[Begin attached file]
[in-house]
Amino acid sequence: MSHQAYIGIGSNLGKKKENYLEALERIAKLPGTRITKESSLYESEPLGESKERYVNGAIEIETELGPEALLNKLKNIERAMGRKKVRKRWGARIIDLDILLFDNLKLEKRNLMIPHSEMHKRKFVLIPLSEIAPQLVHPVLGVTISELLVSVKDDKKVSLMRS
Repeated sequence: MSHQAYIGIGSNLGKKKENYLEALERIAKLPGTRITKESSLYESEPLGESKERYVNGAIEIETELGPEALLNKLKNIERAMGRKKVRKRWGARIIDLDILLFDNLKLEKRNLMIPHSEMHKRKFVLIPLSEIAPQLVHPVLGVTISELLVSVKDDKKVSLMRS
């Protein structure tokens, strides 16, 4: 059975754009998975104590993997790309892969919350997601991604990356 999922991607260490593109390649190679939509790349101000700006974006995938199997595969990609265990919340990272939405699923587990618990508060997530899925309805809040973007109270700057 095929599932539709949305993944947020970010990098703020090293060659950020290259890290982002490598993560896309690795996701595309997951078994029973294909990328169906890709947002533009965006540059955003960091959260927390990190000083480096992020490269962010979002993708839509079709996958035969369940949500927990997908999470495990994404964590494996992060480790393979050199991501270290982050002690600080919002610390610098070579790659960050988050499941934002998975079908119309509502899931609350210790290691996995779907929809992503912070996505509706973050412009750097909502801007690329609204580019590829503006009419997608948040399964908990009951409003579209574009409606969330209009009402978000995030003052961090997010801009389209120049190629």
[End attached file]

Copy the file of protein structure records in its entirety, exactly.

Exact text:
[in-house]
Amino acid sequence: MSHQAYIGIGSNLGKKKENYLEALERIAKLPGTRITKESSLYESEPLGESKERYVNGAIEIETELGPEALLNKLKNIERAMGRKKVRKRWGARIIDLDILLFDNLKLEKRNLMIPHSEMHKRKFVLIPLSEIAPQLVHPVLGVTISELLVSVKDDKKVSLMRS
Repeated sequence: MSHQAYIGIGSNLGKKKENYLEALERIAKLPGTRITKESSLYESEPLGESKERYVNGAIEIETELGPEALLNKLKNIERAMGRKKVRKRWGARIIDLDILLFDNLKLEKRNLMIPHSEMHKRKFVLIPLSEIAPQLVHPVLGVTISELLVSVKDDKKVSLMRS
């Protein structure tokens, strides 16, 4: 059975754009998975104590993997790309892969919350997601991604990356 999922991607260490593109390649190679939509790349101000700006974006995938199997595969990609265990919340990272939405699923587990618990508060997530899925309805809040973007109270700057 095929599932539709949305993944947020970010990098703020090293060659950020290259890290982002490598993560896309690795996701595309997951078994029973294909990328169906890709947002533009965006540059955003960091959260927390990190000083480096992020490269962010979002993708839509079709996958035969369940949500927990997908999470495990994404964590494996992060480790393979050199991501270290982050002690600080919002610390610098070579790659960050988050499941934002998975079908119309509502899931609350210790290691996995779907929809992503912070996505509706973050412009750097909502801007690329609204580019590829503006009419997608948040399964908990009951409003579209574009409606969330209009009402978000995030003052961090997010801009389209120049190629």